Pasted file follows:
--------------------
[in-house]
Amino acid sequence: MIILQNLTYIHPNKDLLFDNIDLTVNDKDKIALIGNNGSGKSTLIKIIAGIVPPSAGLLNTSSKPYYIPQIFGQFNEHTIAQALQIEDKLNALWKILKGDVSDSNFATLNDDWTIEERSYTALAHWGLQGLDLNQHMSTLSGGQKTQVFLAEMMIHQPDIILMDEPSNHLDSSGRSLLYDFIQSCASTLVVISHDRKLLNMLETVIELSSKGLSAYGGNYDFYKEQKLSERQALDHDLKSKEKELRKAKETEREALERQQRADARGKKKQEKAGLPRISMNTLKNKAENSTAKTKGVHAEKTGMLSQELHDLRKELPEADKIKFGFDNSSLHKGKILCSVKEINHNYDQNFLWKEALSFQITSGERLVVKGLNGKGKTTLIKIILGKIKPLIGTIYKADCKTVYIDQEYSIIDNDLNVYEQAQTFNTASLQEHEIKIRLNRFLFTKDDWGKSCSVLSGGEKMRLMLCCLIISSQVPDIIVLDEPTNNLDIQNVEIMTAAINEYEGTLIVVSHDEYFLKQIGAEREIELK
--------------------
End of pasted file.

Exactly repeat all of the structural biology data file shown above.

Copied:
[in-house]
Amino acid sequence: MIILQNLTYIHPNKDLLFDNIDLTVNDKDKIALIGNNGSGKSTLIKIIAGIVPPSAGLLNTSSKPYYIPQIFGQFNEHTIAQALQIEDKLNALWKILKGDVSDSNFATLNDDWTIEERSYTALAHWGLQGLDLNQHMSTLSGGQKTQVFLAEMMIHQPDIILMDEPSNHLDSSGRSLLYDFIQSCASTLVVISHDRKLLNMLETVIELSSKGLSAYGGNYDFYKEQKLSERQALDHDLKSKEKELRKAKETEREALERQQRADARGKKKQEKAGLPRISMNTLKNKAENSTAKTKGVHAEKTGMLSQELHDLRKELPEADKIKFGFDNSSLHKGKILCSVKEINHNYDQNFLWKEALSFQITSGERLVVKGLNGKGKTTLIKIILGKIKPLIGTIYKADCKTVYIDQEYSIIDNDLNVYEQAQTFNTASLQEHEIKIRLNRFLFTKDDWGKSCSVLSGGEKMRLMLCCLIISSQVPDIIVLDEPTNNLDIQNVEIMTAAINEYEGTLIVVSHDEYFLKQIGAEREIELK